If you do not deal with this openly and honestly now you will not only have a marriage that is not in accordance with Jewish law and not recognized by halakha but you will also be putting your future children in the position of needing to choose between their own father and the Judaism that you and your family have been committed to. If your boyfriend is not Jewish according to halakha and not interested in becoming so, I can only advise you to respect his decision and move on.
You have an interesting case which gets at the heart of the sensitive question, who is a Jew. What you have outlined is two-fold: The first question is what constitutes a halachik conversion AND the second question is how will your boyfriend be recognized. Allow me to answer them separately.
As a Conservative Rabbi, I believe that a halachik conversion involves a number of steps including associating with a Jewish community, a period of study concluded by a meeting with a bet din where the person articulates their commitment to living a life guided by Jewish values/ethics/traditions, and an immersion in the mikvah with the appropriate brachot. If it is a man converting, then he would also need a circumcision if he never had one, and if he did have one, he would need a “hatafat dam brit” a pin prick of blood drawn from his penis to represent the symbolism of the brit milah. If your boyfriend’s mother had the appropriate steps that I outlined, I would consider her son halachically Jewish. You write however that she was converted thorugh “the Liberal movement.” That is vague as it doesn’t explain the required steps so potentially, if the conversion was being questioned, he might need to find the answers.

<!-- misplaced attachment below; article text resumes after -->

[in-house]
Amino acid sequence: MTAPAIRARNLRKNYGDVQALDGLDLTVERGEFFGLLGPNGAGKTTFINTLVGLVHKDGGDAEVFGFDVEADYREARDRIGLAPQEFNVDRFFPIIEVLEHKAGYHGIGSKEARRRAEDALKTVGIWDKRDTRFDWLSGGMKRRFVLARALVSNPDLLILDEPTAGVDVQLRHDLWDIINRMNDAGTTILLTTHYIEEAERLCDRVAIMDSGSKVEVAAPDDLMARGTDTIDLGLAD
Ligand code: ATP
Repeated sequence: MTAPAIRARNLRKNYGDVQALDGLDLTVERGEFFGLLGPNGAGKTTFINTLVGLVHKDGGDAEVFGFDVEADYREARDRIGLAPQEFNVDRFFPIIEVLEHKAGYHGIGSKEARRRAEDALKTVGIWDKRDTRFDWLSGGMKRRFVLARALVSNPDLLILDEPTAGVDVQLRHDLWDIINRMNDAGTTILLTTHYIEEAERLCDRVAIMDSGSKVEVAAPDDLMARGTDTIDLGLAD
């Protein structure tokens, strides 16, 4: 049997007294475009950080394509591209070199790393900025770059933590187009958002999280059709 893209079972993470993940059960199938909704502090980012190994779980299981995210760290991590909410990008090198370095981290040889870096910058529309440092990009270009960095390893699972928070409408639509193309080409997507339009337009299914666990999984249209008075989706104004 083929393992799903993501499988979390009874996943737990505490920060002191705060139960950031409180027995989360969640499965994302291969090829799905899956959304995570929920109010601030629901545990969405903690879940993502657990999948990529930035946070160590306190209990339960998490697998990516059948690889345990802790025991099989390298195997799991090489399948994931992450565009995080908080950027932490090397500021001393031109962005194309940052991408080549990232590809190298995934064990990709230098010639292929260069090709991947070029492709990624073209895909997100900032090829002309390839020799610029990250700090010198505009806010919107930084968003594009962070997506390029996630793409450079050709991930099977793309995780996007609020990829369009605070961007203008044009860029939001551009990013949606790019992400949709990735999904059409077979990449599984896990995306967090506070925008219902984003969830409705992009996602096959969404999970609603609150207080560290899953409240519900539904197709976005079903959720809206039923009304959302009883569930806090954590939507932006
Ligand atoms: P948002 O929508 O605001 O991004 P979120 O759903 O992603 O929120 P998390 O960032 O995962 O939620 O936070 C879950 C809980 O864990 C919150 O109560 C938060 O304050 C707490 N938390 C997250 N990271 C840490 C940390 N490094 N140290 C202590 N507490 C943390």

As for whether your Orthodox community would see his grandmothers’ conversion as valid-I would certainly hope so if these steps I outlined were done, but in our world today, conversions, even between the Orthodox community can find themselves being questioned. There has been a “tightening of the reins” of sorts, especially in Israel where the Chief Rabbinate are not accepting certain conversions even if they were done under the auspices of Orthodox Rabbis. So, what you and your boyfriend will have to talk about, is what community in which do you see yourselves? If you believe, as it sounds like you do, that he is halachically Jewish, then you need to find a community that represents your understanding of Jewish law, or, conversely, understand that if you enter into a different community, or even the community you are currently a part of, then he might need to take certain steps in order to be a full participating member of that Jewish community.
This is not easy and as you said, very sensitive. I wish you luck and I hope that you find a community and a Rabbi with whom you can enter into these very important conversations without leaving alienated.
I am sure that my Orthodox colleague will fully respond to the specific questions asked and so I only have a few points to add. His recognition as a Jew by other non-Orthodox movements (other than Reform, that is) might depend on the ritual that his grandmother went through. Specifically, did it include a Beit Din (Jewish Court) and immersion in a Mikveh. Also, you should know that your husband would be eligible for Israeli citizenship under the Law of Return but, under the current Orthodox rules, would not be considered a Jew in Israel once he got there.